A change of plans – I did what?!
In November 2013 Tim had moved the entire contents of the garage into the spare room. We demolished the Garage on the last week of January 2014 in cold but dry weather. At some point, and I can’t remember the how or why, I had agreed with the TV Production team that we could do the garage re-build in February/March 2014.
Oh boy! If you remember what the weather was like that year you will agree it was a pretty stupid thing to do. It was incredibly wet. There was catastrophic flooding in many parts of the country including the Somerset Levels about 30 miles north of us.
First the rebuilding
The first day on the site was clear, dry and uneventful apart from Terry, (my Father-in-law) falling head first into a hole in the ground. The second day it started to rain. John the Digger man moved the boulders we had been given, on to the Patio. He finished digging the footings. We were left in a fairly muddy site but hopeful it would dry out and we could crack on.
I won’t go on to give a day-by-day account of the battle to get the building done on time. But I will say that the lo-lights were trenches filled with water, the concrete base looked like a swimming pool. Every time we needed to do concreting, it rained. As access to our property is difficult, materials can only be brought in on a small lorry. Every trowel and shovel full of cement we needed had to be mixed in the cement mixer. One day, I think when the floor was being laid; Terry handled 2000 shovels of sand and cement! Dear old Tim did all the labouring for his Dad, fetching, carrying, wheeling the barrow, etc.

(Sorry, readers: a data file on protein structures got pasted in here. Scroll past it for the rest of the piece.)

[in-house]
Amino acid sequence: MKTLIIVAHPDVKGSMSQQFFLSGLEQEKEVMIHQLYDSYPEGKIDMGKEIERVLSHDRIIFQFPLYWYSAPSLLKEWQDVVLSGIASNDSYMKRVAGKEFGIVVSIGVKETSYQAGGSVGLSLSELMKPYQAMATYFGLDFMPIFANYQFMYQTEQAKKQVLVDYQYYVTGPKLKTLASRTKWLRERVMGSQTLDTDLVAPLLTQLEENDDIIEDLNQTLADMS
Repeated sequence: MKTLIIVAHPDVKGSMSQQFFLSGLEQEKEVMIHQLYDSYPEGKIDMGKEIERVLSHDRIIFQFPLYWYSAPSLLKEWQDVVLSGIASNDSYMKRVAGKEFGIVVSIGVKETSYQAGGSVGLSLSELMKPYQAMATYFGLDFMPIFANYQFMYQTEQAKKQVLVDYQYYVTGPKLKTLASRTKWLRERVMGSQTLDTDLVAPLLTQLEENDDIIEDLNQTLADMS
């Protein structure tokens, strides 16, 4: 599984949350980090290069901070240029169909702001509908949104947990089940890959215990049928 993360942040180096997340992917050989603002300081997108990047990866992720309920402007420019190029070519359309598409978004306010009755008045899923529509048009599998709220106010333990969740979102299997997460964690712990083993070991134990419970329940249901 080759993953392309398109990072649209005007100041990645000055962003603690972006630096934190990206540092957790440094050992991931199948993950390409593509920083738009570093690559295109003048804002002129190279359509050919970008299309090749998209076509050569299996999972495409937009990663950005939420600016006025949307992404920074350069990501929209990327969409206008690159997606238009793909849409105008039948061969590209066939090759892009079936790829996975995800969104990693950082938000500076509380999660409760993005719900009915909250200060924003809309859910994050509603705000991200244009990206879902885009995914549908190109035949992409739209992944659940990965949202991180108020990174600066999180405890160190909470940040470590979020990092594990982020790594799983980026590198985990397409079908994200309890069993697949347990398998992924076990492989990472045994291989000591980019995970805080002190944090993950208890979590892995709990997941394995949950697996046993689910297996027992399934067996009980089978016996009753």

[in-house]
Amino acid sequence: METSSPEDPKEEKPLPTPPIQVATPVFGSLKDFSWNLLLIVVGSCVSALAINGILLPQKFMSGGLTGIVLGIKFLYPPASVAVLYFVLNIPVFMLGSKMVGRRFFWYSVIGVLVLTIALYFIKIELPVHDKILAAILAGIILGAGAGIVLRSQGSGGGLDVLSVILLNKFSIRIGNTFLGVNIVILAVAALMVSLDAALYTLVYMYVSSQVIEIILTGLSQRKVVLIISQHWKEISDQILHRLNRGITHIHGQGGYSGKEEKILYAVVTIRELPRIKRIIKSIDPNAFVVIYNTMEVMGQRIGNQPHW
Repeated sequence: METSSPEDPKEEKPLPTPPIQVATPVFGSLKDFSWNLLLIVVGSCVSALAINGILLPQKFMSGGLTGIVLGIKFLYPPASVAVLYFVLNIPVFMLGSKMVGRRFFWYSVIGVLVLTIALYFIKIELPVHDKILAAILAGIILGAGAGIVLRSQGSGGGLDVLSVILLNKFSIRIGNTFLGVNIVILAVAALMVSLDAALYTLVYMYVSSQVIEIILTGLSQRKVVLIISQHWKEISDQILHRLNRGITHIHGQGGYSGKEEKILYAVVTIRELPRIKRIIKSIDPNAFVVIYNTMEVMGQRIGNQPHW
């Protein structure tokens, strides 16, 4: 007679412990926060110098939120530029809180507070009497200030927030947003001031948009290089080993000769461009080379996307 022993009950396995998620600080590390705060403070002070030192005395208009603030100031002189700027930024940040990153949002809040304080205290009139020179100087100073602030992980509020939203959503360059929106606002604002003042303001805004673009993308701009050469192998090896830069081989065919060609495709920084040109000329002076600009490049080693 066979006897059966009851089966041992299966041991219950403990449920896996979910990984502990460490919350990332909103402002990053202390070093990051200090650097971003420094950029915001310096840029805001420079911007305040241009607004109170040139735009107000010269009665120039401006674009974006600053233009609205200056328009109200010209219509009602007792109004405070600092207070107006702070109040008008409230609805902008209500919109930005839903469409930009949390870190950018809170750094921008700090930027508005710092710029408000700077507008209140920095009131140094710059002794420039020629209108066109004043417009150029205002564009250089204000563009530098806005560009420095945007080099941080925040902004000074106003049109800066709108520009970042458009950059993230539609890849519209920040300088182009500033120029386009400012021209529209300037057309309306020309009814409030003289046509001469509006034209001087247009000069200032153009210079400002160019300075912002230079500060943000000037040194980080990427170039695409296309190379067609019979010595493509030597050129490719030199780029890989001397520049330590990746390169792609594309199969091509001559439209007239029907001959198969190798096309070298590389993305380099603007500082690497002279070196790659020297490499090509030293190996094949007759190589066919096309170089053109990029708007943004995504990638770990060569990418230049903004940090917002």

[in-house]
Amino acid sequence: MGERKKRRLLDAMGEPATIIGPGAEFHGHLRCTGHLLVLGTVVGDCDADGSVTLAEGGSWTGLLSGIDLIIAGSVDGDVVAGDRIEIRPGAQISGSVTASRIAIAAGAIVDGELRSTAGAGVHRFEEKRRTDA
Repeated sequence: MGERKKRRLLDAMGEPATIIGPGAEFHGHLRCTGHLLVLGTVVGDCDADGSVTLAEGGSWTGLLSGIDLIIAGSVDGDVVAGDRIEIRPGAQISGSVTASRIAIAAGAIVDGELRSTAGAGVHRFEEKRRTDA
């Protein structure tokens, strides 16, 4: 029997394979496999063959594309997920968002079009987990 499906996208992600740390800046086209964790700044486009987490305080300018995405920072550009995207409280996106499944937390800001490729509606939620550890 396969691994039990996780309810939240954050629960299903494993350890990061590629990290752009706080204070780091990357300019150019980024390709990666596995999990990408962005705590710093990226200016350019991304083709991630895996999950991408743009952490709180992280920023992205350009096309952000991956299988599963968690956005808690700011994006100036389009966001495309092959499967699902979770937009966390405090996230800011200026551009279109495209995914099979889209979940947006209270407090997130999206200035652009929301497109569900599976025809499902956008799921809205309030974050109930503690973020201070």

The joys of building
And what was I doing in all this time? I had three part-time jobs to save up funds to make the Garden. One of which was working in the lovely Shop – AGNES & VERA – owned by my friend Sue. I would come out of the house in my best clothes and wellies on. Cross the sea of mud to the car, clutching my nice shoes in my hand. However my hands didn’t look all that good for working in a gift shop as I helped on site when I could.
CONFESSION: After the first day of Terry building with the natural stone I was not too happy with the way he had pointed them. I went out that evening and started ‘tidying’ the edges up with an old Dinner knife! On and on I went until I had it looking the way I wanted. I usually get on really well with Dad but I hid the next morning. I was fearful I had over stepped the mark and he would be cross with me for interfering with his work. On the contrary, he was delighted! And we agreed that he would “stack’em” and I would “poke’em” as he called it! (That means I have pointed ALL the stone walls that he has built in the garden!)
By the end of March outside of the building was finished and on schedule.
A time lapse camera that had been on-site since November had caught all the soggy detail but sadly much of its work never made the cut for the programme. I had been put in charge of monitoring the camera. I got so freaked out that it wasn’t working. Or that the batteries were flat. I photographed the site every day from pre-build through to the finished garden = over 300 photos!
We tidied up the site ready for the first day of filming for the garden…
You can read about our first filming experiences in The Making of a TV Programme Part Two HERE